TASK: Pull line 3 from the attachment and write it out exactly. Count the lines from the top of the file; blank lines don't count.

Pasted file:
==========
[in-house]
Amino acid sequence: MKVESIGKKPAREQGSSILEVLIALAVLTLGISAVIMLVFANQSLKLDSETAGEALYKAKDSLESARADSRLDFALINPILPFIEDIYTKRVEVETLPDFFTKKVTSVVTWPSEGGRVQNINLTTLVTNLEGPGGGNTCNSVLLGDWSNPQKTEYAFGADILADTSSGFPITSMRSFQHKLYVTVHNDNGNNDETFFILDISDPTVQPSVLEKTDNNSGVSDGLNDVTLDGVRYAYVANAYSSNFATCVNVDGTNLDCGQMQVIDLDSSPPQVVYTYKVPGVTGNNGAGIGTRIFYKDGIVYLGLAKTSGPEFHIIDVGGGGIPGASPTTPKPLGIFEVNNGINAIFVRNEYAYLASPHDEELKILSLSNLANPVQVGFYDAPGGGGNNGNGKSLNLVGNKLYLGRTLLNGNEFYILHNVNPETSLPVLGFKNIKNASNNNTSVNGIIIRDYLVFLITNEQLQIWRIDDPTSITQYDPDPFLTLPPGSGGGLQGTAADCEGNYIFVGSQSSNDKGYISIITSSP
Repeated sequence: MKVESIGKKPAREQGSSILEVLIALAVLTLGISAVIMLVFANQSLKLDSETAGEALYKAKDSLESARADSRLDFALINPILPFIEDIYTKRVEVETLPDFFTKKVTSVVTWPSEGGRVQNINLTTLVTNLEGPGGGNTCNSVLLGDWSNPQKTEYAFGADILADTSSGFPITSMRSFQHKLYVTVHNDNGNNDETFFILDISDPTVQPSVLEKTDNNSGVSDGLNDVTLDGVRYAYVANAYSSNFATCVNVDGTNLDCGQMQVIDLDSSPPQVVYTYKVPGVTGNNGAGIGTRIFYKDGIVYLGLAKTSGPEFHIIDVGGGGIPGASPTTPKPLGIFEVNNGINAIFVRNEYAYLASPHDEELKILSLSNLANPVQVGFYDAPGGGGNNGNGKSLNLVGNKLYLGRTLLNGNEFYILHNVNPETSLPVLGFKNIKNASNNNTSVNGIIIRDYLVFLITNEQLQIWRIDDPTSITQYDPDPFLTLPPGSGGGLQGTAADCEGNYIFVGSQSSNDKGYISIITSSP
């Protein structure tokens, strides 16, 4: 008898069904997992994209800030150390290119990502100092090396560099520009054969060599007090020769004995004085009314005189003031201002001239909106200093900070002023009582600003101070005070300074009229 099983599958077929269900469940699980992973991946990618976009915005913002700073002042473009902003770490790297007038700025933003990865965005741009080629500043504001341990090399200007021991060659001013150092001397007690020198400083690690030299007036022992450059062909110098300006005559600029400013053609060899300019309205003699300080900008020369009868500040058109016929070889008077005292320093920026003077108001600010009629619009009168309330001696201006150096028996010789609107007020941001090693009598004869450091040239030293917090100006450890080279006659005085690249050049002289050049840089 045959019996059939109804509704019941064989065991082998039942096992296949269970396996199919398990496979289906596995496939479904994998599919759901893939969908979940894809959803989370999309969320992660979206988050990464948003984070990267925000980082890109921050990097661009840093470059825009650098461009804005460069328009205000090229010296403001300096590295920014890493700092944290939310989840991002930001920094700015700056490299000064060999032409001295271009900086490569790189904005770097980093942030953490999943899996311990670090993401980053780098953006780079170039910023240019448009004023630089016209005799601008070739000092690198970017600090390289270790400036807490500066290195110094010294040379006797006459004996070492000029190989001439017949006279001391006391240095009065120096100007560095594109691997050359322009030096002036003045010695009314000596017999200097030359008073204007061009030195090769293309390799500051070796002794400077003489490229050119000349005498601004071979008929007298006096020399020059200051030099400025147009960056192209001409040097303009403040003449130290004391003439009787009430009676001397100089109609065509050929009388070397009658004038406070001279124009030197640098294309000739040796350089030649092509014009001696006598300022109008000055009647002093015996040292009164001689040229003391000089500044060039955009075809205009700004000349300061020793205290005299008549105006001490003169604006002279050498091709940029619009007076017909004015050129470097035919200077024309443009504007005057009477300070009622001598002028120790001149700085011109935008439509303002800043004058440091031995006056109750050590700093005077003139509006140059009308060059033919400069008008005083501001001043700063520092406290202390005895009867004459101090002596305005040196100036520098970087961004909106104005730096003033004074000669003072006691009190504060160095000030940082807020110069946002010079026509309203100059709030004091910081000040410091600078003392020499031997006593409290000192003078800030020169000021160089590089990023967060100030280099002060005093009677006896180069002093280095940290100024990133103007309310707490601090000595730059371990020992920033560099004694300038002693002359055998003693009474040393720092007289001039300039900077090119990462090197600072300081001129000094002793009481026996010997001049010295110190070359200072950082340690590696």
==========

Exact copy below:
Repeated sequence: MKVESIGKKPAREQGSSILEVLIALAVLTLGISAVIMLVFANQSLKLDSETAGEALYKAKDSLESARADSRLDFALINPILPFIEDIYTKRVEVETLPDFFTKKVTSVVTWPSEGGRVQNINLTTLVTNLEGPGGGNTCNSVLLGDWSNPQKTEYAFGADILADTSSGFPITSMRSFQHKLYVTVHNDNGNNDETFFILDISDPTVQPSVLEKTDNNSGVSDGLNDVTLDGVRYAYVANAYSSNFATCVNVDGTNLDCGQMQVIDLDSSPPQVVYTYKVPGVTGNNGAGIGTRIFYKDGIVYLGLAKTSGPEFHIIDVGGGGIPGASPTTPKPLGIFEVNNGINAIFVRNEYAYLASPHDEELKILSLSNLANPVQVGFYDAPGGGGNNGNGKSLNLVGNKLYLGRTLLNGNEFYILHNVNPETSLPVLGFKNIKNASNNNTSVNGIIIRDYLVFLITNEQLQIWRIDDPTSITQYDPDPFLTLPPGSGGGLQGTAADCEGNYIFVGSQSSNDKGYISIITSSP